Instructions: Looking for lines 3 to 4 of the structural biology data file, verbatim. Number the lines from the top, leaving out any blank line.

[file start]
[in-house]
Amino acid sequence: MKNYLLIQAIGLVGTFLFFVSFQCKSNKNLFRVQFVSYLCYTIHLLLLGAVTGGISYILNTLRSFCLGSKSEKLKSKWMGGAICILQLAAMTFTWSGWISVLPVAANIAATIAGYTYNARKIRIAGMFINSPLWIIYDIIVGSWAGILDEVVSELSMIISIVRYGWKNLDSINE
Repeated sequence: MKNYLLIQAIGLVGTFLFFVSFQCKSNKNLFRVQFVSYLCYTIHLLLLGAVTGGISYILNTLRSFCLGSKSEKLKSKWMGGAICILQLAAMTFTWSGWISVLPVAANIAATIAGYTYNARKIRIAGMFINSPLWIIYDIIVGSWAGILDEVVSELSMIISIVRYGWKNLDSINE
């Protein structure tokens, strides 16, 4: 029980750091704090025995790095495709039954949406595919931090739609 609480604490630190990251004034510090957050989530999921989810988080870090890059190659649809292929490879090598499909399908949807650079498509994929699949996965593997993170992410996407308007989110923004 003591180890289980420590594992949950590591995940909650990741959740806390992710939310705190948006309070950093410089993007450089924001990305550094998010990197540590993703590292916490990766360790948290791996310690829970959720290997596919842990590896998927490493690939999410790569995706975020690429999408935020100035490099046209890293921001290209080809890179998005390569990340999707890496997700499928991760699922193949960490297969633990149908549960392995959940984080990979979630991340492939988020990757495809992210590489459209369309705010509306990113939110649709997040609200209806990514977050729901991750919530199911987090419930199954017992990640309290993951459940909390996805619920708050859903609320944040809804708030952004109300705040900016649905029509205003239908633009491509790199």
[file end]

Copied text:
Repeated sequence: MKNYLLIQAIGLVGTFLFFVSFQCKSNKNLFRVQFVSYLCYTIHLLLLGAVTGGISYILNTLRSFCLGSKSEKLKSKWMGGAICILQLAAMTFTWSGWISVLPVAANIAATIAGYTYNARKIRIAGMFINSPLWIIYDIIVGSWAGILDEVVSELSMIISIVRYGWKNLDSINE
């Protein structure tokens, strides 16, 4: 029980750091704090025995790095495709039954949406595919931090739609 609480604490630190990251004034510090957050989530999921989810988080870090890059190659649809292929490879090598499909399908949807650079498509994929699949996965593997993170992410996407308007989110923004 003591180890289980420590594992949950590591995940909650990741959740806390992710939310705190948006309070950093410089993007450089924001990305550094998010990197540590993703590292916490990766360790948290791996310690829970959720290997596919842990590896998927490493690939999410790569995706975020690429999408935020100035490099046209890293921001290209080809890179998005390569990340999707890496997700499928991760699922193949960490297969633990149908549960392995959940984080990979979630991340492939988020990757495809992210590489459209369309705010509306990113939110649709997040609200209806990514977050729901991750919530199911987090419930199954017992990640309290993951459940909390996805619920708050859903609320944040809804708030952004109300705040900016649905029509205003239908633009491509790199």